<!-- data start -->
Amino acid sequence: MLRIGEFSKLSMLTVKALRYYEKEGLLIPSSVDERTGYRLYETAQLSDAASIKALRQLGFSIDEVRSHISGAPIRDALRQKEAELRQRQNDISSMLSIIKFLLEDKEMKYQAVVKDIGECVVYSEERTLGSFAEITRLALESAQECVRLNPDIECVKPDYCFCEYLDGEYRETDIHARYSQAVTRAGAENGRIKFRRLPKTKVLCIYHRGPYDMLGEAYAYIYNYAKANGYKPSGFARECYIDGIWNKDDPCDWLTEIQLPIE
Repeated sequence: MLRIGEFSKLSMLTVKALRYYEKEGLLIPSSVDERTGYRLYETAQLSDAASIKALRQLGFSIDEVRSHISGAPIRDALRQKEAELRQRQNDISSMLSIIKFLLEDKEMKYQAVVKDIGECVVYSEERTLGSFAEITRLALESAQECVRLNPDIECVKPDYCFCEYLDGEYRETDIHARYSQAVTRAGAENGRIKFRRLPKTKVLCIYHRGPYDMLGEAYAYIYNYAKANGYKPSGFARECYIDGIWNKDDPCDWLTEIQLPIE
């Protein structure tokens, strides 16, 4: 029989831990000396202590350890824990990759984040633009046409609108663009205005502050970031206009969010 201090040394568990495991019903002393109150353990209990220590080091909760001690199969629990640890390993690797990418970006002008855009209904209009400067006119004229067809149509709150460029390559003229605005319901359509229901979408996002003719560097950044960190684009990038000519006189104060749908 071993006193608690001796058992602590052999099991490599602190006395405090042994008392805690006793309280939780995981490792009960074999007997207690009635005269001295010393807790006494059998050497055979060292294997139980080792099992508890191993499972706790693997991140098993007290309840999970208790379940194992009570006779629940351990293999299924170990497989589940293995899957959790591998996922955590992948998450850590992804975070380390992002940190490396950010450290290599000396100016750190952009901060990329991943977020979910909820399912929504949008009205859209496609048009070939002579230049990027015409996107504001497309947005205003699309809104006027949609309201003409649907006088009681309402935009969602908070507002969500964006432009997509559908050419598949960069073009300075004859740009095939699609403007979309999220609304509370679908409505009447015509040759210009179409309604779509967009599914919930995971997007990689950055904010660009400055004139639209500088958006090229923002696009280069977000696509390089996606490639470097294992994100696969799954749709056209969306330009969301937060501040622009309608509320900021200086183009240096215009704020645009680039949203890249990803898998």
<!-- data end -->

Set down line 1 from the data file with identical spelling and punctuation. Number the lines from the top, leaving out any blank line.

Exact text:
Amino acid sequence: MLRIGEFSKLSMLTVKALRYYEKEGLLIPSSVDERTGYRLYETAQLSDAASIKALRQLGFSIDEVRSHISGAPIRDALRQKEAELRQRQNDISSMLSIIKFLLEDKEMKYQAVVKDIGECVVYSEERTLGSFAEITRLALESAQECVRLNPDIECVKPDYCFCEYLDGEYRETDIHARYSQAVTRAGAENGRIKFRRLPKTKVLCIYHRGPYDMLGEAYAYIYNYAKANGYKPSGFARECYIDGIWNKDDPCDWLTEIQLPIE